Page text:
Fourthly, if I may add, Santosh Bakaya has gone beyond the usual periphery of y/a novella by putting into ‘ A skyful of balloons’ poetic and delightful passages which take the novella to that height which transmutes the novella to a prosaic poem and there the novella supersedes even ‘ Love Story’ or for that matter all so called y/ a fictions.

To sum up, all I can do is to quote Santosh Bakaya from the novella:

“Walnuts keep falling on my lawn.
From dusk to dawn
On and on.”

Love, rain, Parama and Alokananda

‘Such a beautiful day…’
Parama said, ‘why not we go for a walk?’
Alokananda was trying to edit a passage.
The report would go to the editor’s desk by nine. From there to the composer’s.

‘Why not?’
Parama asked.

‘If Rajdeep da finds you loitering around like this, you know…’
Alokananda said, suppressing her smile.
‘Who’s that Rajdeep? I’m slave to none!’
Parama said, smiling.

It was only two forty.
A mild breeze was blowing.
It had the smell of flowers and a bit of moisture.
‘It might be raining somewhere…’
Parama thought the first thing she and Alokananda came down to the small park opposite their office. Break time.
The makeshift stalls of food and chai by the boundary of the park were having brisk business.

‘For the last few days noticed you are in the most blessed state…always smiling…doing all works in time…not sitting on papers and not keeping them piled up…clearing them as soon as they come…what?’
Alokananda asked Parama.
Parama looked at her.
‘Nothing… Just it is such a fine weather…’
‘Na…not letting go of you only by those words…’
She pulled Parama.
Parama danced her brows.
‘Tell me, will you?’
Alokananda asked, this time pleading.
‘Want to know?’
Parama asked.
Alokananda couldn’t suppress her excitement.
‘I am in Love…’
Parama replied bluntly.
Without any excitement.
Not even dancing her eyebrows.
Not even smiling.
Alokananda couldn’t close her mouth.
Parama, the girl she had known for the last five years, never even going out with any boyfriend, thinking them to be most childish, jealous, arrogant and silly, had fallen in love!
‘Don’t joke with me…I know how you only a few days back slapped a boy who just tried to offer you a rose…’
Alokananda said, looking confused.
Parama was singing.
Usually she sings English songs.
Alokananda had heard Bob Dylan to Bob Marley, courtesy Parama.
But Bengali songs…
Only Rabindra sangeet.
But this song though Bengali had a tribal tune.
‘Fallen in love with a tribal guy or what?’
Alokananda poked Parama, using her right hand.
Parama was not listening to Alokananda’s words.
She had bought kachuris from a shop and presently dividing them into two equal proportions, numerically, counting them.

‘Lunch break…stuff your stomach first…God knows when we would be out of office this evening…’
Parama gave some kachuris and potato curry held in a small plastic container.
They had sat down on a bench at the park.

‘Ok…but tell me, who that lucky guy is?’

Parama said, munching kachuris.
‘Come’n! Do you think I am a fool? Can’t I see it in your face?’
‘Really? Does it show?really?’
Parama became thoughtful.
‘Of course! When I met your Mriganko da, I didn’t sleep for a whole night!’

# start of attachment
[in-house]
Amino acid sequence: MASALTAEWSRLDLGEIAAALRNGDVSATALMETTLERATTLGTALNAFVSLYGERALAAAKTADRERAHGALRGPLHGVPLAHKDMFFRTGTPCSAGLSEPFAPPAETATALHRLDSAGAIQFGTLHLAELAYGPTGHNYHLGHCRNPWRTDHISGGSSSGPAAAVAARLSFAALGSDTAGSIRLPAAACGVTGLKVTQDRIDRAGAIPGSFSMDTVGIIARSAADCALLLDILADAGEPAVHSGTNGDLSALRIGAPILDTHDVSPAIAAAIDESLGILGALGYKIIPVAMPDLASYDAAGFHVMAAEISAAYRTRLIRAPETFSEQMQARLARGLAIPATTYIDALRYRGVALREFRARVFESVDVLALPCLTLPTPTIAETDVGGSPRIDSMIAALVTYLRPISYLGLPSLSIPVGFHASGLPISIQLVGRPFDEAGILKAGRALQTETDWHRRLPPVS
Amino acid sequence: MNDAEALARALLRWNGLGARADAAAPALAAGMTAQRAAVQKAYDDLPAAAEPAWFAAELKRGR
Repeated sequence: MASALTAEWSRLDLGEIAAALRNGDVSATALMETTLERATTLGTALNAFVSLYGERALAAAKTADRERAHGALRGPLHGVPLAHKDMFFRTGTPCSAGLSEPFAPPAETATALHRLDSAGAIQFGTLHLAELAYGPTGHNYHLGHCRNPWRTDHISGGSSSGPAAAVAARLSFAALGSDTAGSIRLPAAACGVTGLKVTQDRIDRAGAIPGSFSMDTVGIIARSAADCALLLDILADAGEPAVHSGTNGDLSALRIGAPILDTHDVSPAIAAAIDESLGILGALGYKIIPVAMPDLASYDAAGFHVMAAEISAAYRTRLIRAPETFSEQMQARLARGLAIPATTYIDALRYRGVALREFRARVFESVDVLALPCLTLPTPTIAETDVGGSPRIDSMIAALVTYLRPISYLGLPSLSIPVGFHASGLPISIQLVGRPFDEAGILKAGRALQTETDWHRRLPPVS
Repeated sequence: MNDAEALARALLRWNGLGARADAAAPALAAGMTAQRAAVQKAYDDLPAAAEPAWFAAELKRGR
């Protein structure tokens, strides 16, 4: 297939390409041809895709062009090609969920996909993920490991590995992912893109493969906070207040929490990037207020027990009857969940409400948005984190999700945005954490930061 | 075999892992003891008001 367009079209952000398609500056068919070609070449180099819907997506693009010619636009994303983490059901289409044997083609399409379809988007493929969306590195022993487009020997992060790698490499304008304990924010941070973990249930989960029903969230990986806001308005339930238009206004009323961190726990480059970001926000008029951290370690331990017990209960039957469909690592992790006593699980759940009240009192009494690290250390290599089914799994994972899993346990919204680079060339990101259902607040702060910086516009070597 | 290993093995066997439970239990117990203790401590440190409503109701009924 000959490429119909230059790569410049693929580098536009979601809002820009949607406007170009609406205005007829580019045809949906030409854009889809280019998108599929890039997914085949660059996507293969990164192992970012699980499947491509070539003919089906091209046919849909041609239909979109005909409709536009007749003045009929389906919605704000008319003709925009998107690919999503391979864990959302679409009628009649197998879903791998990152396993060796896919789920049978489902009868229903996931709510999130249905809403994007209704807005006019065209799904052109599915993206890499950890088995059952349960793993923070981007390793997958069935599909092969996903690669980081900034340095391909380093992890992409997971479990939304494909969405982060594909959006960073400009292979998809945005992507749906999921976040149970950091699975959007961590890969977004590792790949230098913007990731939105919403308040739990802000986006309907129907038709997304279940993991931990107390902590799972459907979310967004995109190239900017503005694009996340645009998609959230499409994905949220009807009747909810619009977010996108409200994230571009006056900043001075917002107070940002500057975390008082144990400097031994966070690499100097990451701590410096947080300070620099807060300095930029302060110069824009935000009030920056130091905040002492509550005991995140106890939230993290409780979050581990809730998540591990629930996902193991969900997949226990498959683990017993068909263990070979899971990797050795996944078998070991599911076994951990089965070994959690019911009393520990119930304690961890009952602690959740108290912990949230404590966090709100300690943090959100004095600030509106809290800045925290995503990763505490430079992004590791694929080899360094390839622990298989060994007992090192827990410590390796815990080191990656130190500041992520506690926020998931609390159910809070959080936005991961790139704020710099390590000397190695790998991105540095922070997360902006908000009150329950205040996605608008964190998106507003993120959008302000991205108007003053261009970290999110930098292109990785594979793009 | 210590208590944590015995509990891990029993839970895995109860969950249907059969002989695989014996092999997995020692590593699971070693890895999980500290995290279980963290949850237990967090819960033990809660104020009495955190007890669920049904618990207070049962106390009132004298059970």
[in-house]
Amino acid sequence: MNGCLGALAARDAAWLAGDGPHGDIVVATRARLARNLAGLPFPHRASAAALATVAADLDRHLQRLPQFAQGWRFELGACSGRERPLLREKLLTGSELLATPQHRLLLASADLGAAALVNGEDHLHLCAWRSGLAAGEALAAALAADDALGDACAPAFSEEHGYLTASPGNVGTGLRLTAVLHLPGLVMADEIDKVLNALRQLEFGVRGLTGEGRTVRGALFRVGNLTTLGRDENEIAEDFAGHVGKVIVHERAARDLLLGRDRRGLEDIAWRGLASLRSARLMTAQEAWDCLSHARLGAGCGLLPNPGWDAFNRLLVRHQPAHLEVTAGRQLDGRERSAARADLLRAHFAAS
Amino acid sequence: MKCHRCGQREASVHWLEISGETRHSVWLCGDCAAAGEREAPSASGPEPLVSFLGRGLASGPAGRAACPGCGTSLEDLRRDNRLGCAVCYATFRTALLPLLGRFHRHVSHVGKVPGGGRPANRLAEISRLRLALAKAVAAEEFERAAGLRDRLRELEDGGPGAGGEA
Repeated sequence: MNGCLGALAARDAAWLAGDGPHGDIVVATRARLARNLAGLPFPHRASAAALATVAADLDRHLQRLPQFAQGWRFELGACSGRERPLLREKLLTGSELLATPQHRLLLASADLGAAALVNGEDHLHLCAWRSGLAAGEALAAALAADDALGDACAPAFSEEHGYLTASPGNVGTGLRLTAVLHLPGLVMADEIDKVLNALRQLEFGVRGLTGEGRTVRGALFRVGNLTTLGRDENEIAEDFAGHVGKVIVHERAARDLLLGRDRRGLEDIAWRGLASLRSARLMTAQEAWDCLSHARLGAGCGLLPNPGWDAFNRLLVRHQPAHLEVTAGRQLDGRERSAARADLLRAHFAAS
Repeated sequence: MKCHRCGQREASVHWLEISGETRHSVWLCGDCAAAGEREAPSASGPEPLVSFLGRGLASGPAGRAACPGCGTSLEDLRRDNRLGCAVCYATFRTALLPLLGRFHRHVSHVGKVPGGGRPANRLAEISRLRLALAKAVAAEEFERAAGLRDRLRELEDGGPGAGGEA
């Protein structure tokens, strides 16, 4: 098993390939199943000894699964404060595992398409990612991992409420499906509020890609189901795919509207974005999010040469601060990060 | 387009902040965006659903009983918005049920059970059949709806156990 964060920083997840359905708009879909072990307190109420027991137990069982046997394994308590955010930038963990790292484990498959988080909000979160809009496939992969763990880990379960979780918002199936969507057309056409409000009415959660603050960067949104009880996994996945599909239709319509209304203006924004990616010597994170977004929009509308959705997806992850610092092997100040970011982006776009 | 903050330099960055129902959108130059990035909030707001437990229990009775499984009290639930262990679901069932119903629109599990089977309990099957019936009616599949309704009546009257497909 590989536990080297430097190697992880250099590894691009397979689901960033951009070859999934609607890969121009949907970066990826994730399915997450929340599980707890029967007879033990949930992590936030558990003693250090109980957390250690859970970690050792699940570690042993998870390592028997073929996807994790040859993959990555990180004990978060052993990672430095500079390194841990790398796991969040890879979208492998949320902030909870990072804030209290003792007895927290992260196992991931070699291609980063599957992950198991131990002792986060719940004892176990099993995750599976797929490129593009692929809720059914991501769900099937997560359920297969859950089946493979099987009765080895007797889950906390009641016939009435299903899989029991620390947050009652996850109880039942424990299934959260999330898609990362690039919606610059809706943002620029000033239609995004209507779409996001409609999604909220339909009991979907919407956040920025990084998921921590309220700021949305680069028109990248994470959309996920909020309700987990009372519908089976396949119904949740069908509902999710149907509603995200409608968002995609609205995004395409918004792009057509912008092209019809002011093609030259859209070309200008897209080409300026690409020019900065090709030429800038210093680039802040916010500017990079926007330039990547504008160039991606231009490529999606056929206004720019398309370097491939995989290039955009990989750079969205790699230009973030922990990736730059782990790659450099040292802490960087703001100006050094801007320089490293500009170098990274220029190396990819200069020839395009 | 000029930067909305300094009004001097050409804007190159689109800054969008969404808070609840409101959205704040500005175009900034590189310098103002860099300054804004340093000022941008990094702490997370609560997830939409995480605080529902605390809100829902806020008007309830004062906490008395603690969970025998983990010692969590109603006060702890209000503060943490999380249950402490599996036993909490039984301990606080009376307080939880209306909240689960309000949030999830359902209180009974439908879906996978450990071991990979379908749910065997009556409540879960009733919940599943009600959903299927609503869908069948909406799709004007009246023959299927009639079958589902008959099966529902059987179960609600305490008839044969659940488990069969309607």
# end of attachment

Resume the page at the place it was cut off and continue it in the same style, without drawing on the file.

‘Ha ha ha…’
Parama guffawed.

‘Now tell me…please…’
‘Well, I am in love with Love…’
Parama said.
‘Love with Love? What kind of puzzle is this?’
Alokananda asked, her eyes patting.
‘Well…look…now that we are sitting here and having our lunch…in this park…ain’t it beautiful?’
‘Then what?’
‘Then we go to the office and edit stuff and compose things…you call Mriganko da, asking about Shiblu, in the midst of your terrible business,ain’t that beautiful?’
Parama asked, looking at Alokananda, with poignant eyes.
‘Yes…that’s we all do…I mean you call your dad and ask whether he had taken his lunch…don’t you?’

Alokananda was confused.
‘Okay…then you look at yourself at the mirror and don’t you say you are beautiful?’
‘I dress up standing there…but don’t say that…’
‘Okay…don’t you like it when a cuckoo sings or parrot talks back?’
‘My dear Alokananda di, that is love!’
Parama pinched Alokananda’s cheek.
‘Tui na…'(oh! You are such a …)
Alokananda giggled, almost like a child.

Gayatri’s discovery

That afternoon last, was the most blessed one probably I had’
Gayatri thought as she started ironing the school uniform of her daughter Ahona.
Ahona would go out at nine. She checked her school bag.
‘Have you taken your exercise books? The class work copies? That Enid Blyton which you borrowed from your friend?’
Gayatri asked.
Ahona nodded.

Kaushik was checking a script.
‘Ahona, have you seen my glasses?’
Kaushik asked.
‘You have put them on the bedside table’
Gayatri replied.
‘O yes…’
Kaushik went to fetch them.
The script of the story is to be checked.
Often while typing he loses a comma, or an exclamation or an apostrophe.

Gayatri was humming a song.
She was thinking of the afternoon last.
The cool breeze was sweeping the street then.
She was returning from office.
The sun was drawing a supranormal sketch on the sky.
She found herself immersed fully into the beauty of that moment.
She forgot to take the change from the vegetable man when she bought those vegetables.

‘Mom, where’s my pencil box?’

Gayatri was brought back to the reality.
‘Gosh, am I drifting?’
She thought.

Kaushik had started works with the script it seemed.
A song was being played at his music system.

An instrumental piece.
A piano.
Gayatri knew it.
Richard Clayderman.

The pool car had arrived.
Gayatri took Ahona to the car.
The children were chirping there inside the car like a flock of birds.

‘Have you memorised the poem aunty asked?’
‘I did…should I recite?’
‘I have got a new Percy Jackson!’
‘What is it?’
‘That Greek heroes…’
‘Oh! Would you lend that to me?’